Haiti Flag week is an annual series that brings to the UCSB campus a scholar, an activist, and an artist who work in/on Haiti and raise awareness about Haiti’s history and culture as well as the contemporary struggles the country faces. The series was created in 2007 by Professor Nadège T. Clitandre, then a dissertation fellow in the Department of Black Studies and currently a research affiliate at the Center for Black Studies Research. The series was inaugurated in 2008 with a talk given by Dr. Clitandre titled "The Position of Haiti in the African Diaspora."

See this year's events!

Offering an intellectually and culturally stimulating lineup of events for students, faculty, staff, and community members, the Haiti Flag Week Series, which occurs every year during the week of May 18 (Haiti Flag Day), promotes knowledge about Haiti, its significant place in global history, its position as a beacon of freedom in the Black diaspora, and its connection to the United States.

Haitianists (scholars of Haitian Studies) such as Mark Schuller, Marlène Daut, and Manoucheka Celeste have given thought-provoking talks. In addition to scholarly presentations, Haiti Flag week contributes to UCSB’s diversity and cultural enrichment initiatives by introducing students to the varied experiences of large established diasporic communities in American cities such as Boston, Miami, New York City, and Los Angeles through the screening of documentaries and films.

The series also offers students and the community at large opportunities to discover Haiti’s culture through the lens of contemporary artists. For example, in 2010, feminist scholar Gina Athena Ulysse performed her one-woman piece “Because When God Is Too Busy,” and in 2016 singer-songwriter, producer, and guitarist Paul Beaubrun, who comes from a well-known family of artists, gave a solo performance to an excited group of students.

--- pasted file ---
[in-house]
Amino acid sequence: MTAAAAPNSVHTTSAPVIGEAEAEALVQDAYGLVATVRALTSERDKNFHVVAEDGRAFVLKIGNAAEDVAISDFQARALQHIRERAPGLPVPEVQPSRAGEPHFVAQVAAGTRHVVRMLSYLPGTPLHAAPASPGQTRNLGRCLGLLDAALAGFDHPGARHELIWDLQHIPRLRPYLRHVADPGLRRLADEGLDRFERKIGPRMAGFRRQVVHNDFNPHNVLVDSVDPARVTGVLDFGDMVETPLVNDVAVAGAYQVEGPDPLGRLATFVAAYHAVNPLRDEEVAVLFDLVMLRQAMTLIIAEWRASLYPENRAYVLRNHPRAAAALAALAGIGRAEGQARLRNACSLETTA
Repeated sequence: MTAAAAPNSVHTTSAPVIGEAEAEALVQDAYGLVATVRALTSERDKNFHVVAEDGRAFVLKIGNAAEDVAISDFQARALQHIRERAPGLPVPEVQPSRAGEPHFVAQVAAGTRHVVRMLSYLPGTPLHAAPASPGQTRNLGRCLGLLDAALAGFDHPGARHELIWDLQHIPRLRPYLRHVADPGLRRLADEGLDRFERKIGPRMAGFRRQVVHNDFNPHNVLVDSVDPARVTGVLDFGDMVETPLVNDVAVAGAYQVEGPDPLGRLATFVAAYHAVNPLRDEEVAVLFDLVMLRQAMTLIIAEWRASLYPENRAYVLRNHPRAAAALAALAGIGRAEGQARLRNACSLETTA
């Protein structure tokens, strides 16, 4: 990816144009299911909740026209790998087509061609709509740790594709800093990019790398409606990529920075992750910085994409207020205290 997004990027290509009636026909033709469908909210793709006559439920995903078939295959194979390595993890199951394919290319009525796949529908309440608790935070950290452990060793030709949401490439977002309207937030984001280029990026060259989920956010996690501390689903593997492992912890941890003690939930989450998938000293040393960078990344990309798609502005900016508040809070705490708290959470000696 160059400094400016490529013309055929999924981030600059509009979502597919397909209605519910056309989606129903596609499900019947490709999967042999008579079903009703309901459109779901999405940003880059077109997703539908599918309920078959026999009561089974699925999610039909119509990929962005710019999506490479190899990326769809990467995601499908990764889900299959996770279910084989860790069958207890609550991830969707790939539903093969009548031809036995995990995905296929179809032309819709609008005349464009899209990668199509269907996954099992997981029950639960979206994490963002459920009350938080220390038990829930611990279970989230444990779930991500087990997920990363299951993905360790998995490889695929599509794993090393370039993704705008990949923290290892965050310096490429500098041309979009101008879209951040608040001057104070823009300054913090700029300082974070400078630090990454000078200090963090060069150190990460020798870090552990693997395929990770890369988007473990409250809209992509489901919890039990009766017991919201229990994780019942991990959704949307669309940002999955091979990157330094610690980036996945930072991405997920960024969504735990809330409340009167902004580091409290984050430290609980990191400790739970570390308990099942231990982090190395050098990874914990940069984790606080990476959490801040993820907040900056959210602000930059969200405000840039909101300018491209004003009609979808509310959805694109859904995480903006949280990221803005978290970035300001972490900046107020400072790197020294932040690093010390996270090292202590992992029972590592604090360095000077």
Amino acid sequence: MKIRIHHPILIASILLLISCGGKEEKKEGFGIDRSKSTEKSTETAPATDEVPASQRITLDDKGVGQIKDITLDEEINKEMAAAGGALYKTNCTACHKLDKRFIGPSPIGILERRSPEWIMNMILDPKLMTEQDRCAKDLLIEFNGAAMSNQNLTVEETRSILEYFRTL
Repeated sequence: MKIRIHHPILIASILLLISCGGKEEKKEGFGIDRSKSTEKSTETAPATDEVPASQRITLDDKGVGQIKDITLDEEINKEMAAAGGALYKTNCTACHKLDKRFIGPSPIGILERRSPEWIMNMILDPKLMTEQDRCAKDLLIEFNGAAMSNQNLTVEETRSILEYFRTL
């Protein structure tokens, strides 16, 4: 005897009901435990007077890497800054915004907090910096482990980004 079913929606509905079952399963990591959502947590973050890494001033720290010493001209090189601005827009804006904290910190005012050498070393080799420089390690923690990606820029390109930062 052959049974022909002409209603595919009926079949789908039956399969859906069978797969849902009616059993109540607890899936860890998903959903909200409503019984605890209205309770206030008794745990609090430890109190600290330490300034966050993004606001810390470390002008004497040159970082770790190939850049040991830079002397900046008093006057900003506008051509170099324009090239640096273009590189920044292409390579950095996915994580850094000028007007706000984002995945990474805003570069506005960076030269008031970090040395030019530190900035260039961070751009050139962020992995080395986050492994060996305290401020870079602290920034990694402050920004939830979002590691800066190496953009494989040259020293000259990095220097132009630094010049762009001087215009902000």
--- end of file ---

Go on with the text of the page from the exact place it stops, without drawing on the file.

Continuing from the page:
Dancer and drummer perform in a circle of students

Through presentations by activists, students are inspired to engage in social justice issues that impact Haitian communities both in Haiti and in the United States. Activists who have participated in the series in the past include journalist Anne-christine d’Adesky, whose involvement in the Global AIDS activism movement in the 90s is notable, and Beverly Bell, an organizer and founder of more than a dozen international and social justice organizations.

In 2016, during the ninth year of the series, the Center for Black Studies Research joined forces with Sakpase California, Cali Haitians, and the Haitian community of Los Angeles to co-sponsor an event in Los Angeles highlighting the contributions of members of the Haitian community in LA. In 2017, Haiti Flag Week co-sponsored a culture night in Redlands that honored the individuals, organizations, and civil society groups supporting the thousands of refugees traveling from Brazil that began arriving in Tijuana, Mexico, in search of asylum. This event, which included an audience of over 200 people, was made possible by collaboration with Sak Pase California and the Haitian community of Los Angeles. This partnership with Sakpase California gives the Haitian community in LA an opportunity to learn more about the Center’s activities here at UCSB; it offers the center more opportunities for community engagement.

All events in the Haiti Flag Week series are free and open to the public.